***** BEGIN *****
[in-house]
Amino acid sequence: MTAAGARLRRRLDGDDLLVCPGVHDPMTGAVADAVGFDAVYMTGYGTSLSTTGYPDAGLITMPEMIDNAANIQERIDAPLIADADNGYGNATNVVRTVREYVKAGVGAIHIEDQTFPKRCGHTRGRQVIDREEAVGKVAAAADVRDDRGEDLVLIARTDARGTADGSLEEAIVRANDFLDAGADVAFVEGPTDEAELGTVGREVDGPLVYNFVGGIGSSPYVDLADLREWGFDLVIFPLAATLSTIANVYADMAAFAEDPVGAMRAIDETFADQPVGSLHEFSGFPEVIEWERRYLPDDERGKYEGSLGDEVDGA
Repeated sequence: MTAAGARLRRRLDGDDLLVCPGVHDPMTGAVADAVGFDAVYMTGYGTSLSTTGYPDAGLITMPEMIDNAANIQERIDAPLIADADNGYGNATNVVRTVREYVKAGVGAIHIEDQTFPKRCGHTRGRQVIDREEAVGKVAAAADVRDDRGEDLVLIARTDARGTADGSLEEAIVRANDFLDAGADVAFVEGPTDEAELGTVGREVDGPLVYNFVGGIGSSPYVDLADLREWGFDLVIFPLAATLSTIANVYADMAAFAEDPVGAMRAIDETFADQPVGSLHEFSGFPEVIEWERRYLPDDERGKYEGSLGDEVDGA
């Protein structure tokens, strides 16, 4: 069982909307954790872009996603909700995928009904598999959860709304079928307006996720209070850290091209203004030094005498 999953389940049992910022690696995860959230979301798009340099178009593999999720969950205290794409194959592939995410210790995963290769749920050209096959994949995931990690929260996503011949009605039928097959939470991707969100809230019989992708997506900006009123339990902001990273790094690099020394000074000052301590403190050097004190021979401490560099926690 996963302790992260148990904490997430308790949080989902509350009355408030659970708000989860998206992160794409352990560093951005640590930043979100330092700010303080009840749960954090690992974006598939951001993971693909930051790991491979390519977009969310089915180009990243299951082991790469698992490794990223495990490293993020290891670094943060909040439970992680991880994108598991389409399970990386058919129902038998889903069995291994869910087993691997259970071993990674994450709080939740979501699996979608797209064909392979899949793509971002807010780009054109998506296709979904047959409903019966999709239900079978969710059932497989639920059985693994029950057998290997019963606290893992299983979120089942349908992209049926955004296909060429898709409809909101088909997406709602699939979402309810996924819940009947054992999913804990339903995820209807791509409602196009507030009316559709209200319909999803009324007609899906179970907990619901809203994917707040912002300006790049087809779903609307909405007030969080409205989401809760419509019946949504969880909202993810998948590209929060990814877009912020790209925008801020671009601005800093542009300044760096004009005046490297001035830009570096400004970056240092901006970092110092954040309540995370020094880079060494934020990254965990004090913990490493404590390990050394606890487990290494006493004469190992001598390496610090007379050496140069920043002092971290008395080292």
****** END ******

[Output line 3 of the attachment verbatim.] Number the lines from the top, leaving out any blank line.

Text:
Repeated sequence: MTAAGARLRRRLDGDDLLVCPGVHDPMTGAVADAVGFDAVYMTGYGTSLSTTGYPDAGLITMPEMIDNAANIQERIDAPLIADADNGYGNATNVVRTVREYVKAGVGAIHIEDQTFPKRCGHTRGRQVIDREEAVGKVAAAADVRDDRGEDLVLIARTDARGTADGSLEEAIVRANDFLDAGADVAFVEGPTDEAELGTVGREVDGPLVYNFVGGIGSSPYVDLADLREWGFDLVIFPLAATLSTIANVYADMAAFAEDPVGAMRAIDETFADQPVGSLHEFSGFPEVIEWERRYLPDDERGKYEGSLGDEVDGA